Last week we created a docker image with a Debian base installation which will serve us as the starting point in today’s article. In the next sections you will learn in some sort of hard way to provision your docker-based guest system. At the end we will see a web server running in its sandboxed environment.
Import your base image
If you uploaded the image to your upstream server run …
$ docker import http://your-server.com/wheezy.tar 120746ec5e2e5e74bb5b8e8c5a0d4719206522cc63b724f3722d11e93f397b16
… or if you prefer to import the local archive execute one of the three commands …
$ cat wheezy.tar | docker import - 0d471920120746ec5e2e5e74ba6522cc63b724f3722d11e93f397b16b5b8e8c5
… and now the image will be located in
The returned ID is your image ID to be used if you want to delete the image later. We’ll deal with another ID type later, the container IDs. To ease your life give your image a tag name as follows.
$ cat wheezy.tar | docker import - debian:wheezy 456574fc26beb18af9e19b95793b98a014a2ff2f52c73e1a980a93cd808d5a32
Docker will show you a list of all imported images with the import command. As we see below our image has been successfully imported and is awaiting for your next move.
$ docker images REPOSITORY TAG IMAGE ID CREATED VIRTUAL SIZE debian wheezy 456574fc26be 17 seconds ago 84.11 MB
Install a web server
If you created your own bridge make sure you assigned an IP range to your bridge …
$ ip addr add 10.0.31.10/16 dev docker0
… or you’ll get something like the following error if you’re trying to start a container.
2014/09/03 20:39:51 Error response from daemon: Cannot start container 9334a2af5bc577008c8d3294cf2ed1d007e53e222bfdfe2a3158aa215e4e4a7e: no available ip addresses on network
At this time let’s run a shell and thus change to the chroot environment.
$ docker run -i -t debian:wheezy /bin/bash
The general scheme to run an application in a docker container is
docker run -i -t <image> <binary>
-i means that you run the shell interactively so that as soon as you exit from the container’s shell the container is stopped. Otherwise you would exit but the container would still run. By specifying option
-t you advice docker to allocate a pseudo-tty, or in other words you will see a prompt then.
Being inside the container install apache.
root@dbe70278af6a:/# apache install apache2
exit to quit the interactive shell because the container process will be terminated without saving the state so the web server would be gone afterwards.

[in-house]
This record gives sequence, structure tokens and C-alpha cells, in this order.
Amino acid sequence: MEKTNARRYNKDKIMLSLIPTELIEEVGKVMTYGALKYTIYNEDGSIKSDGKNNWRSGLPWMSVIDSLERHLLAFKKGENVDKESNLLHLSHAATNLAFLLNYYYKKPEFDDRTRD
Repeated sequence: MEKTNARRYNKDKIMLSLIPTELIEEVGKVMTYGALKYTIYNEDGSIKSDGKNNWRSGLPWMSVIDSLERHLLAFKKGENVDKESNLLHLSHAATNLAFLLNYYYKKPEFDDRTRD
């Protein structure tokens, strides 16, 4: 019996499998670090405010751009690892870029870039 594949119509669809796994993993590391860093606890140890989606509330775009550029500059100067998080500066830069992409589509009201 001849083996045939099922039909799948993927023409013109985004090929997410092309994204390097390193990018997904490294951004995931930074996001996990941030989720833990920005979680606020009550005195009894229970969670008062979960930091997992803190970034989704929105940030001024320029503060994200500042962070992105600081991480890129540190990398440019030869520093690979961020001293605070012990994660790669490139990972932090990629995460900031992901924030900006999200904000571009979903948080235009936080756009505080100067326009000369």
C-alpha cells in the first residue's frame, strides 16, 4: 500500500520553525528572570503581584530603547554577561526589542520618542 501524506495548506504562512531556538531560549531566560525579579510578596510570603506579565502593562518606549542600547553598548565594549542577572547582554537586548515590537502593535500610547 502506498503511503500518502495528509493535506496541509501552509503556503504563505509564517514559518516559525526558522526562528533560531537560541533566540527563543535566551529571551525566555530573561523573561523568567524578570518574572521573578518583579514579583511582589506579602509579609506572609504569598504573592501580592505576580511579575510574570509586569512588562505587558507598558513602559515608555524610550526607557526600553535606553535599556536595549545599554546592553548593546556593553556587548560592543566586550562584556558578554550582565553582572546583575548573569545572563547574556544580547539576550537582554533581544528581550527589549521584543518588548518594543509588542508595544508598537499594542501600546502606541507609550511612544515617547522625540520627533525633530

CTRL+P followed by
CTRL+Q. This will bring you out of the shell without killing the process.
In order to attach to the process again find out your container ID …
$ docker ps CONTAINER ID IMAGE COMMAND CREATED STATUS PORTS NAMES dbe70278af6a debian/wheezy /bin/bash About a minute ago Up About a minute thirsty_blackwell
… and execute
$ docker attach --sig-proxy=false dbe70278af6a
--sig-proxy all received signals are proxied to the process even in non-tty mode, however, SIGCHLD is not.
CTRL+P/CTRL+Q trick works only if a container is run in tty mode.
Create a new image
Once we have the container ID we can commit our changes to a new image.
$ docker commit dbe70278af6a slopjong/apache
To reduce data corruption the container and its processes will be paused during the commit. In the case you’d need to commit a running container you can use the
$ docker commit -p false dbe70278af6a slopjong/apache
To make sure everything went fine so far we should check the list of available images again.
$ docker images REPOSITORY TAG IMAGE ID CREATED VIRTUAL SIZE slopjong/apache latest 55cf2176b4f2 29 minutes ago 388.8 MB debian wheezy 456574fc26be 17 seconds ago 84.11 MB
As sharing is caring you can easily export your image using the save command.
$ docker save -o wheezy-apache.tar 55cf2176b4f2
Start the web server
Starting the container with apache is dead simple. In detached mode (option
apache2ctl as follows.
docker run -d -p 9999:80 slopjong/apache /usr/sbin/apache2ctl -D FOREGROUND
With this command you will forward the port 9999 from your host to port 80 of your container. This means that you point your browser to
http://localhost:9999 to access the websites hosted in your docker container.
Next week …
… we will see the basic docker commands and how we can assemble them to more complex but useful commands.